Tennis funding remains low, Mauro pulls double duty

 

Athletics spends less on each of its tennis teams than every other school in The American. | Avery Maehrer TTN
Athletics spends less on each of its tennis teams than every other school in The American. | Avery Maehrer TTN

When the men’s tennis team faced Philadelphia University at the Legacy Tennis Center on March 6, its head coach was halfway across the country.

With the women’s tennis team opening its conference schedule with road matches against Houston and Southern Methodist, Steve Mauro took the trip with the Owls. There are seven schools in the American Athletic Conference that have both a men’s and a women’s tennis team.  Of these seven, Mauro is the only one to coach both teams.

With its comparatively smaller coaching staff, Temple also differs from the rest of the conference in its budget. The men’s and women’s tennis teams’ operating expenses are by far the lowest in The American – even falling below Houston, a school that funds only one tennis team. The tennis programs receive less funding than any other sport at the university.

Mauro said everyone is aware of the low budget the team is operating on and that it remains important for the group to continue making the most out of what is a less-than-ideal financial situation.

“We do the best that we can and we’re appreciative that we have a program,” Mauro said.

Mauro is in his ninth season as the men’s tennis coach and his sixth of leading both teams. He took over the women’s program after the departure of Traci Green in 2007. Frederika Girsang – the lone assistant coach – and graduate assistant Andrey Morozov work with both the men’s and women’s team.

“I think [Mauro is] balancing it really well,” junior co-captain Kristian Marquart said.  “I know it’s hard for him to be responsible for two teams.”

Mauro said he was mindful of the team’s situation when the athletic cuts were announced in December, but that he kept his head up. In 2012, Maryland cut it’s men’s tennis program. Robert Morris also cut its tennis teams last fall, three days before Temple’s cuts were made.

“They cut a lot of programs around the country so everybody’s a little bit leery about that,” Mauro said.  “I just tried to remain optimistic.”

The administration cited facilities as one of the primary reasons for its decision to terminate men’s gymnastics, men’s track & field, softball, baseball. Athletic Director Kevin Clark said the decision was made “to give our student-athletes remaining a chance to compete and give them the experience they deserve.” A university spokesman said in December that the tennis programs were spared from elimination due to their low budgets and cost-effectiveness.

Memphis is one of the seven schools in The American that funds two tennis teams, but the Tigers operate on more than three times the expenses Temple does. In 2009, the Racquet Club of Memphis became the home for the Memphis tennis teams.

The Racquet Club of Memphis is a 186,000-square foot facility located on 12 acres of land in East Memphis and is an annual stop for the Association of Tennis Professionals and Women’s Tennis Association world tours.  It will also serve as the host site for The American tournament April 18-20.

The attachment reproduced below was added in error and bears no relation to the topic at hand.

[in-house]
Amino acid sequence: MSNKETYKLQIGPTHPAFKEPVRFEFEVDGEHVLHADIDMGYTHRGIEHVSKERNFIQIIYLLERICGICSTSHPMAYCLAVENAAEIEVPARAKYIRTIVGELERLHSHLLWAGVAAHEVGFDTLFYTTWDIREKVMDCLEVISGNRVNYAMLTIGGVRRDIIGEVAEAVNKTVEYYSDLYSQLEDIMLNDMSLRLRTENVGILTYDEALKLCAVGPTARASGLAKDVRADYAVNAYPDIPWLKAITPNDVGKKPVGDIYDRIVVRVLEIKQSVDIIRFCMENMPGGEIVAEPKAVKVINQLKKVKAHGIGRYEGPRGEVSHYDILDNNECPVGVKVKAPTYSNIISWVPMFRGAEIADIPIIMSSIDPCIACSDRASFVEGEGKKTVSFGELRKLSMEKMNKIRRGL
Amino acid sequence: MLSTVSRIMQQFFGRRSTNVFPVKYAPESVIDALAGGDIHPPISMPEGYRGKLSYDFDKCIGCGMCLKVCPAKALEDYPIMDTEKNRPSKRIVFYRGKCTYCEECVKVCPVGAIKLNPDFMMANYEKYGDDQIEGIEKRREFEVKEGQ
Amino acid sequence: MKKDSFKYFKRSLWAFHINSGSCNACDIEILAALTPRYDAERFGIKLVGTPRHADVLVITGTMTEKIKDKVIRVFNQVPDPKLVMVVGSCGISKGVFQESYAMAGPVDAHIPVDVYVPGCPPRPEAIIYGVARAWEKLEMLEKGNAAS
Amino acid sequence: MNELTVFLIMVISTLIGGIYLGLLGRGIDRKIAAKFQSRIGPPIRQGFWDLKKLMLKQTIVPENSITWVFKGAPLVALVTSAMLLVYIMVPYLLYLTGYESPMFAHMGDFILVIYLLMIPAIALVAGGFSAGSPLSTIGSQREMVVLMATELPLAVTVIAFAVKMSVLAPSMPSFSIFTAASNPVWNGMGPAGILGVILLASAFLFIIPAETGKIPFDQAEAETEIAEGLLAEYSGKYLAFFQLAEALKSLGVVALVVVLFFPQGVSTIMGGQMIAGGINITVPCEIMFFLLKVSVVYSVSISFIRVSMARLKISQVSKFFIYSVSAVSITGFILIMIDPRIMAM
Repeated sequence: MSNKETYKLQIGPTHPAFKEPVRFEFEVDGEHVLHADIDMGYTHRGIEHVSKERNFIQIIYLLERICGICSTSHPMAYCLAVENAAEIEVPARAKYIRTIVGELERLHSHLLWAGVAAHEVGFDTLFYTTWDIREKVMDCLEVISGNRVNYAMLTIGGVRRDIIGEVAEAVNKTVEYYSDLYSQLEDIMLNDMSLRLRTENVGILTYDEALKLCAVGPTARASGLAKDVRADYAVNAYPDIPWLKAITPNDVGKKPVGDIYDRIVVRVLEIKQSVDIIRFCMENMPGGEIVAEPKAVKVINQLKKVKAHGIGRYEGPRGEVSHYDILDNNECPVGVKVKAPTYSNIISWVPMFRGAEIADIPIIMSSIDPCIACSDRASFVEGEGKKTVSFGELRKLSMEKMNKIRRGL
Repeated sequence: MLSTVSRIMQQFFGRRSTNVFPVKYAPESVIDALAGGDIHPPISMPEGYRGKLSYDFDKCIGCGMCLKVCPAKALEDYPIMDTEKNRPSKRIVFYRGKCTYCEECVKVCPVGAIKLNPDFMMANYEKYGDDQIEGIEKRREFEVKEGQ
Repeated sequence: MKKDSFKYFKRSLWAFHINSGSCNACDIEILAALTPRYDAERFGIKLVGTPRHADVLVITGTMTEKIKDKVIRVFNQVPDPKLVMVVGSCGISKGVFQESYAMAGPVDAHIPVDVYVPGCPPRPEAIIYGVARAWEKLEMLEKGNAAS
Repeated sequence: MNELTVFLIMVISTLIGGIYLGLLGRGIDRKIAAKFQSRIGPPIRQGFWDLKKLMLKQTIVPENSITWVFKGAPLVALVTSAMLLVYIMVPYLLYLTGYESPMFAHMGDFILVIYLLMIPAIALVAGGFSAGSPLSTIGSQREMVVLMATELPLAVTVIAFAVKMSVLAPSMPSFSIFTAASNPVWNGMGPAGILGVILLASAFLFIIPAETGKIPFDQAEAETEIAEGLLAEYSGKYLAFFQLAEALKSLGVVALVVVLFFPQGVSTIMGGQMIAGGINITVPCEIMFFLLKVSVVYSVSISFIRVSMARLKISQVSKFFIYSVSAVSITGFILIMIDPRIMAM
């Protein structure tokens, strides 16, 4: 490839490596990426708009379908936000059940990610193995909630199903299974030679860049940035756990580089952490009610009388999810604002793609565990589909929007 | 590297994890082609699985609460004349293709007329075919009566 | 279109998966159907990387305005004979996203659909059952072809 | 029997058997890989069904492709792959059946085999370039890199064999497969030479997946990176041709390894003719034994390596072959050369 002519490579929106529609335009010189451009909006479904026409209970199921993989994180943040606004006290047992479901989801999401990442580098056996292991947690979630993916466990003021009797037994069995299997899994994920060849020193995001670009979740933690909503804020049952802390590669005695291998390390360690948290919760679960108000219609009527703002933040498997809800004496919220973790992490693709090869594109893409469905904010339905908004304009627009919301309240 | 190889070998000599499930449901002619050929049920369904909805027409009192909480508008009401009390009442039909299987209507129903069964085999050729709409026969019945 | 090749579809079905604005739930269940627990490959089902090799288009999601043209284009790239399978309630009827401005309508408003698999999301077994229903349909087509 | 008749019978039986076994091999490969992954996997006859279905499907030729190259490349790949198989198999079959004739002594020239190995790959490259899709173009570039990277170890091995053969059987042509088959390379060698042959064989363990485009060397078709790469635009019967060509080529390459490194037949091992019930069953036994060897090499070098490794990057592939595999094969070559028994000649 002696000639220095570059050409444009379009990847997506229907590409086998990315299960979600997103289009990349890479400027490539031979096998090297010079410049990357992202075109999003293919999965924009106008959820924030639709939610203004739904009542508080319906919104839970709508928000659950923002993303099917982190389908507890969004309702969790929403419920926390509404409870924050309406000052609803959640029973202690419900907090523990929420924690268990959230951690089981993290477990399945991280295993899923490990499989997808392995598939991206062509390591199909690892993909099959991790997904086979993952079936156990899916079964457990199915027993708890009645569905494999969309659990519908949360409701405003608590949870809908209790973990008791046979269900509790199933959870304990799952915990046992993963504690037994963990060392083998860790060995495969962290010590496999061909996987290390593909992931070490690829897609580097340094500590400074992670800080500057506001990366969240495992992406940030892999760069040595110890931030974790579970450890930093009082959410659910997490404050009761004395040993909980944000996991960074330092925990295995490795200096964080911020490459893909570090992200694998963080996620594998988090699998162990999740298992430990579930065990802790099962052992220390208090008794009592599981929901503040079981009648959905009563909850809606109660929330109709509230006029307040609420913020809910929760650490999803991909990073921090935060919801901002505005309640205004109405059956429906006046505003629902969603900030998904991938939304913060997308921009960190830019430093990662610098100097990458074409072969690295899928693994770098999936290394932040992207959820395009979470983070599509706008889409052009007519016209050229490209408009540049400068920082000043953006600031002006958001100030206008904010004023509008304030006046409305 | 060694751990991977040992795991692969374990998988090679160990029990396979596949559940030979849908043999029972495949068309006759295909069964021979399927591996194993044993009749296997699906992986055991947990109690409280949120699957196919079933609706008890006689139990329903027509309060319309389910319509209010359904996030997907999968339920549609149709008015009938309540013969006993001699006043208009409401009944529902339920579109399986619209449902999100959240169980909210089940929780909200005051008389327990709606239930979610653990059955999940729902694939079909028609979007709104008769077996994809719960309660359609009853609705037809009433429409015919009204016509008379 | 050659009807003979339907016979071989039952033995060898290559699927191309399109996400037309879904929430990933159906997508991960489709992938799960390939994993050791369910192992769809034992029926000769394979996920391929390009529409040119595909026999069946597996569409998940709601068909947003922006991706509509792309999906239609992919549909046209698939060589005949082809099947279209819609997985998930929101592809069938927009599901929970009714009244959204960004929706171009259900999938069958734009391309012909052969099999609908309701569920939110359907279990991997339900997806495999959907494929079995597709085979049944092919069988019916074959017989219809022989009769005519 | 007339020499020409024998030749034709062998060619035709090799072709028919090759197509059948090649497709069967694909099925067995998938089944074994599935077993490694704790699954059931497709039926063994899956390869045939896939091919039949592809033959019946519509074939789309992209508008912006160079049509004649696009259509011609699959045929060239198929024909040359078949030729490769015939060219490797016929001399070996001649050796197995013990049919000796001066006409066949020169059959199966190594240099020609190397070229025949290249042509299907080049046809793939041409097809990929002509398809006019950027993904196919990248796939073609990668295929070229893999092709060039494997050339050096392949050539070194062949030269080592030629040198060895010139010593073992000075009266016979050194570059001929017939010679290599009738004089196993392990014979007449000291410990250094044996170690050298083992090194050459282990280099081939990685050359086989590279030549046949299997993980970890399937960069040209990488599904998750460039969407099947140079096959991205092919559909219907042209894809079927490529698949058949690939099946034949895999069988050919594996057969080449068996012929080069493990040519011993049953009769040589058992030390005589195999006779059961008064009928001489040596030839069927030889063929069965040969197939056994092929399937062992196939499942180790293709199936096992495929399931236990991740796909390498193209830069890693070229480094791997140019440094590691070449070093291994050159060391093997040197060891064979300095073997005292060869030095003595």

Memphis tennis stands above each other school in the conference in terms of funding, but even programs with lower operating expenses than the Tigers have efficient facilities. Cincinnati, which only sponsors a women’s program, spends less on tennis than Temple but has the on-campus Trabert-Talbert Tennis Center, which has lighting and grandstand seating for 500 people. Rutgers has six all-weather courts with an adjacent tennis house with space for game-film viewing, team meetings and classroom instruction.

The Owls’ six tennis courts on Main Campus were resurfaced ahead of the 2013-14 season, but there is no seating option in place that could hold a sizable audience.

The administration estimates the cuts to five sports will save the athletic department $2 million to $2.5 million. An athletics spokesperson said the administration is still deciding how to best reallocate the newly available funds.

Marquart said the team doesn’t get a lot of crowd support at its home matches and that he hopes students soon understand the program’s situation. Even if the Owls don’t have a state-of-the-art-facility, he said, it would still be nice to have a crowd come out and show support.

Marquart said he is looking forward to heading to Memphis later this month for the conference tournament to compete in a premier facility.

Temple has played matches this spring at the Legacy Youth Tennis complex and has its last three homes matches of the regular season at the Student Pavilion on Main Campus.  But Legacy is not operated by the university, which presents obstacles when Mauro schedules home matches.

“We’re at the mercy of the public,” Mauro said.

Sophomore Nicolas Paulus said the team doesn’t pay too much attention to its facilities or budget.

“We can’t change anything right now on the court,” Paulus said. “We just have to win.”

Greg Frank and Avery Maehrer can be reached at sports@temple-news.com.

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